Reduce first, then reuse, recycle

About 4.5 pounds. That’s the amount of trash the average American generates every day according to the EPA. And it adds up quickly. Based on that metric, in Santa Cruz County we collectively toss an estimated 224,376 tons of waste each year. Fortunately, not all of it end up in landfills.

​Americans recycle or compost more than a third of their trash. Santa Cruz residents drop more than 7,000 tons of recycling at Grey Bears three recycling centers each year, and another 3,000 tons of household items – including electronics – that are refurbished and resold in the Grey Bears thrift stores. That reduces A LOT of carbon emissions.

Food is one of the biggest ways Grey Bears conserves essential resources. Each year Americans toss out 36% of the food farmers grow each year. Grey Bears rescues and distributes more than a million pounds of groceries rescued from local markets and bakeries, and distributes another 2 million pounds of fresh produce sourced from Food Banks, growers and distributors annually.

Home composting helps keep food scraps out of landfills where they release methane, a potent contributor to climate change. Read our interview with Grey Bears vermi-composting volunteer, Marla King, who can help you start your own composting operation.

Although reusing and recycling are essential activities to help curb climate change, reducing should always be the number-one priority. Here are a few ideas to reduce:

  • Buy well-made products, borrow the items that you rarely use, or shop at Grey Bears Thrift Store for clothing, housewares, electronics, tools, games, puzzles, bikes, medical supplies, etc. And bring e-waste including computers, printers, copiers, TVs, monitors, cables, mobile phones, tablets, etc. to Grey Bears for refurbishing and/or optimal processing.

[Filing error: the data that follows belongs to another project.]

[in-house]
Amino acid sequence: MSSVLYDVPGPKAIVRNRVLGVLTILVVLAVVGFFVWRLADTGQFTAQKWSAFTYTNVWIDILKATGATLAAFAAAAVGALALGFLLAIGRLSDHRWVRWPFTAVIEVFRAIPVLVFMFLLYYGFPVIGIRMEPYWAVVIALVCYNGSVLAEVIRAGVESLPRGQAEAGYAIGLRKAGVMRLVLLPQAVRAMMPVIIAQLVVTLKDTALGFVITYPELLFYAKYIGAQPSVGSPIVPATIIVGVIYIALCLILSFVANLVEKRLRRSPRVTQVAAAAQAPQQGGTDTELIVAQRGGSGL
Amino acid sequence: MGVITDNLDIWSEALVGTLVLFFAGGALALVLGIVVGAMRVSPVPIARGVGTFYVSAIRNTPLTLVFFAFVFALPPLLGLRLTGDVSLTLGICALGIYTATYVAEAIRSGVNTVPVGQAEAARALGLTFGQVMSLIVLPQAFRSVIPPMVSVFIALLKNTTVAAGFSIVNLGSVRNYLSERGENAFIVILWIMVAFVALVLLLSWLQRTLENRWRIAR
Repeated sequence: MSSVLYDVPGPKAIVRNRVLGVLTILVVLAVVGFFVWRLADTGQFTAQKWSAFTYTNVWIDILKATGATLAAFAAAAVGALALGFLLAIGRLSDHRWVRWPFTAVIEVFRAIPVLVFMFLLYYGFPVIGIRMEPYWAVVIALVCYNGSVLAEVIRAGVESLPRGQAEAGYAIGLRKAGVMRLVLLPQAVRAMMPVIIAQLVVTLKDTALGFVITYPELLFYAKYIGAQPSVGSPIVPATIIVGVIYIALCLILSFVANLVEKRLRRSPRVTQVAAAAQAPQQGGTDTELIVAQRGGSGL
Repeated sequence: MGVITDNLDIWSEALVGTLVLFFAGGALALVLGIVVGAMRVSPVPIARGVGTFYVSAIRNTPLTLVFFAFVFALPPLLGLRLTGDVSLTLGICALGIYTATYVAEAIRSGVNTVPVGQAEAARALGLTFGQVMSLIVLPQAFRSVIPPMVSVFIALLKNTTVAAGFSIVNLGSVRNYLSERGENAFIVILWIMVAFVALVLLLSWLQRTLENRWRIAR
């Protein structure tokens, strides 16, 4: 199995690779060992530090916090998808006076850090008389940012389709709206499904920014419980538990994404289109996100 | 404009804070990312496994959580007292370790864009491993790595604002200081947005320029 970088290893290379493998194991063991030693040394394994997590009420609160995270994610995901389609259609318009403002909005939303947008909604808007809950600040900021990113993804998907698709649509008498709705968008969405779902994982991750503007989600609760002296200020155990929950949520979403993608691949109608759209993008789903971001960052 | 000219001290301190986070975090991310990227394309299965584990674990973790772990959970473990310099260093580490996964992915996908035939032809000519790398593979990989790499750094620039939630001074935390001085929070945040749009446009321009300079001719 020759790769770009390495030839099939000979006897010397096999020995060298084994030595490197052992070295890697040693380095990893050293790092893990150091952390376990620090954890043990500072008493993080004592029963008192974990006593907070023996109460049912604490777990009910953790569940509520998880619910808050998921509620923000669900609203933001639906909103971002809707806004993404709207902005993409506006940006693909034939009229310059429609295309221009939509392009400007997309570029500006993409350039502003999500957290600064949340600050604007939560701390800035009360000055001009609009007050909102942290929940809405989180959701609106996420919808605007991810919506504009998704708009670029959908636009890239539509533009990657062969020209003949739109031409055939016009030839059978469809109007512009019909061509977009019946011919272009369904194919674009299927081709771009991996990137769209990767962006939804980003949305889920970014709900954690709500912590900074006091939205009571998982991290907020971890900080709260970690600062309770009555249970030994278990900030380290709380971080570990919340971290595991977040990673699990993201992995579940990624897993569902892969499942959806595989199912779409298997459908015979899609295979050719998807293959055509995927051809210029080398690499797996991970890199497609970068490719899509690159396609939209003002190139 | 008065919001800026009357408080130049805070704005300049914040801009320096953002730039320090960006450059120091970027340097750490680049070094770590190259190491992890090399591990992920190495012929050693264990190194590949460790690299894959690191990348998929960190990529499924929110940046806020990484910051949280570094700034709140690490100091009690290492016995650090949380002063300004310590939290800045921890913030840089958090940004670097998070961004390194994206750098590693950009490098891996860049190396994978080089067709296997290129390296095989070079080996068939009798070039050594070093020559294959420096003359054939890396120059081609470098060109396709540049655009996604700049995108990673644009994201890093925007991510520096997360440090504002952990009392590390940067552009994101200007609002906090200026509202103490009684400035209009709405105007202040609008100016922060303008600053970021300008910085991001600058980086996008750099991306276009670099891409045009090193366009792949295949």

• Before you purchase anything, ask: “Is this something I need?” Or is there another item I can use or repurpose for the same task. Instead of using wrapping paper for gifts, try using newspaper (no longer recyclable) or pages torn from catalogs, or even an old road atlas.
  • Try to limit plastic and single-use items out of your daily routine. So many of our everyday products are designed to have a short useful life.
  • Invest in a reusable metal razor with a replaceable, recyclable head. (Back in 1990, the EPA estimated Americans tossed two billion disposable razors. And our population has grown by about 75 million people since then.)
  • Buy hair-care products and soaps in economy sizes and decant them to smaller, reusable containers when needed. (The same goes for laundry detergent and cleaning products. Also, look for options sold in concentrate.)
  • In the kitchen, ditch plastic wrap, small plastic bags, and aluminum foil when possible. Instead, opt for reusable food containers, Mason jars, washable fabric pouches, and reusable food wraps.
  • Stock up on washable towels and cloth napkins instead of paper towels and napkins.
  • Drink tap water instead of bottled (purchase a water filter if needed). If you love fizzy water, invest in a seltzer maker with reusable bottles.
  • Save plastic grocery bags or other plastic packaging to reuse for another purpose, like lining small garbage pails or picking up after your dog.
  • Avoid dishwasher tablets or other products, like sponges, that come individually wrapped.
  • Carry reusable, BPA-free water bottles and reusable coffee mugs.
  • Get stainless steel or other reusable straws for your smoothies and iced coffee.
  • Keep a set of reusable cutlery where you work for use during lunch breaks.
  • And of course, always have a few lightweight reusable bags in your car for groceries.
  • If you’re more of a tea fan, start brewing with loose-leaf tea instead of tea bags, many of which contain plastic and most of which end up in landfills.
  • When you’re ordering takeout, ask the restaurant to leave out any disposable utensils, plates, stacks of napkins, and packages of condiments you won’t need.